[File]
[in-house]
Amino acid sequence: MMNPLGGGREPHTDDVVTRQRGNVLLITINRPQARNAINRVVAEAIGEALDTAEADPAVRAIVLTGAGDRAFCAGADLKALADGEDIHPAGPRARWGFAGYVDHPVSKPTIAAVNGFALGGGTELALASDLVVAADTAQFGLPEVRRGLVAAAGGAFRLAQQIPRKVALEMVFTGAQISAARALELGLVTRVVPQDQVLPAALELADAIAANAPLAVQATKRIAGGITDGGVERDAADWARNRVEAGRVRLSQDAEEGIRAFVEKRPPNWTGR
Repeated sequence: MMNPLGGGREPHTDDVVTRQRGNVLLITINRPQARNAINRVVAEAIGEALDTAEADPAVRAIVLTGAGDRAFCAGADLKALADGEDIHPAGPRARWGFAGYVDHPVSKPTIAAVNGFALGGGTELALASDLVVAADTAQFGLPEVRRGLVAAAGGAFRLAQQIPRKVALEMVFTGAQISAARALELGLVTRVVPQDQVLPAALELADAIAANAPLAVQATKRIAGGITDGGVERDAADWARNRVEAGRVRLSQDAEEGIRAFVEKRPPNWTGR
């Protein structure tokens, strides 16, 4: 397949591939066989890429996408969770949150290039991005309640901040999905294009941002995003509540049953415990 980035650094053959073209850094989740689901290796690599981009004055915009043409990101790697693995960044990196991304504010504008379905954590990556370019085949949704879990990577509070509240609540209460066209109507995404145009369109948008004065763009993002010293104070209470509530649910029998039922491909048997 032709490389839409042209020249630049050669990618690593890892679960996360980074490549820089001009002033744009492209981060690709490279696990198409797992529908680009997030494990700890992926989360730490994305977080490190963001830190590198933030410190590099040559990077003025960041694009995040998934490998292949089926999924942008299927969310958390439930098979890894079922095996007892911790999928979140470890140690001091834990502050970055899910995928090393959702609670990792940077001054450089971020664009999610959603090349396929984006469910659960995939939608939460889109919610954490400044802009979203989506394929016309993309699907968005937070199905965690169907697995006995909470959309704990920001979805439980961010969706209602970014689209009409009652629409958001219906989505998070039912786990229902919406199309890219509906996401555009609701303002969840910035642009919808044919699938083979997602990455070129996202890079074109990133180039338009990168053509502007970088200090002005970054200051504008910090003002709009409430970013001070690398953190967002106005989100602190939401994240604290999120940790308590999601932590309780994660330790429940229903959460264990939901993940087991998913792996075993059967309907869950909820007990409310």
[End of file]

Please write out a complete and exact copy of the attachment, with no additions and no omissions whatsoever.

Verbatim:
[in-house]
Amino acid sequence: MMNPLGGGREPHTDDVVTRQRGNVLLITINRPQARNAINRVVAEAIGEALDTAEADPAVRAIVLTGAGDRAFCAGADLKALADGEDIHPAGPRARWGFAGYVDHPVSKPTIAAVNGFALGGGTELALASDLVVAADTAQFGLPEVRRGLVAAAGGAFRLAQQIPRKVALEMVFTGAQISAARALELGLVTRVVPQDQVLPAALELADAIAANAPLAVQATKRIAGGITDGGVERDAADWARNRVEAGRVRLSQDAEEGIRAFVEKRPPNWTGR
Repeated sequence: MMNPLGGGREPHTDDVVTRQRGNVLLITINRPQARNAINRVVAEAIGEALDTAEADPAVRAIVLTGAGDRAFCAGADLKALADGEDIHPAGPRARWGFAGYVDHPVSKPTIAAVNGFALGGGTELALASDLVVAADTAQFGLPEVRRGLVAAAGGAFRLAQQIPRKVALEMVFTGAQISAARALELGLVTRVVPQDQVLPAALELADAIAANAPLAVQATKRIAGGITDGGVERDAADWARNRVEAGRVRLSQDAEEGIRAFVEKRPPNWTGR
């Protein structure tokens, strides 16, 4: 397949591939066989890429996408969770949150290039991005309640901040999905294009941002995003509540049953415990 980035650094053959073209850094989740689901290796690599981009004055915009043409990101790697693995960044990196991304504010504008379905954590990556370019085949949704879990990577509070509240609540209460066209109507995404145009369109948008004065763009993002010293104070209470509530649910029998039922491909048997 032709490389839409042209020249630049050669990618690593890892679960996360980074490549820089001009002033744009492209981060690709490279696990198409797992529908680009997030494990700890992926989360730490994305977080490190963001830190590198933030410190590099040559990077003025960041694009995040998934490998292949089926999924942008299927969310958390439930098979890894079922095996007892911790999928979140470890140690001091834990502050970055899910995928090393959702609670990792940077001054450089971020664009999610959603090349396929984006469910659960995939939608939460889109919610954490400044802009979203989506394929016309993309699907968005937070199905965690169907697995006995909470959309704990920001979805439980961010969706209602970014689209009409009652629409958001219906989505998070039912786990229902919406199309890219509906996401555009609701303002969840910035642009919808044919699938083979997602990455070129996202890079074109990133180039338009990168053509502007970088200090002005970054200051504008910090003002709009409430970013001070690398953190967002106005989100602190939401994240604290999120940790308590999601932590309780994660330790429940229903959460264990939901993940087991998913792996075993059967309907869950909820007990409310």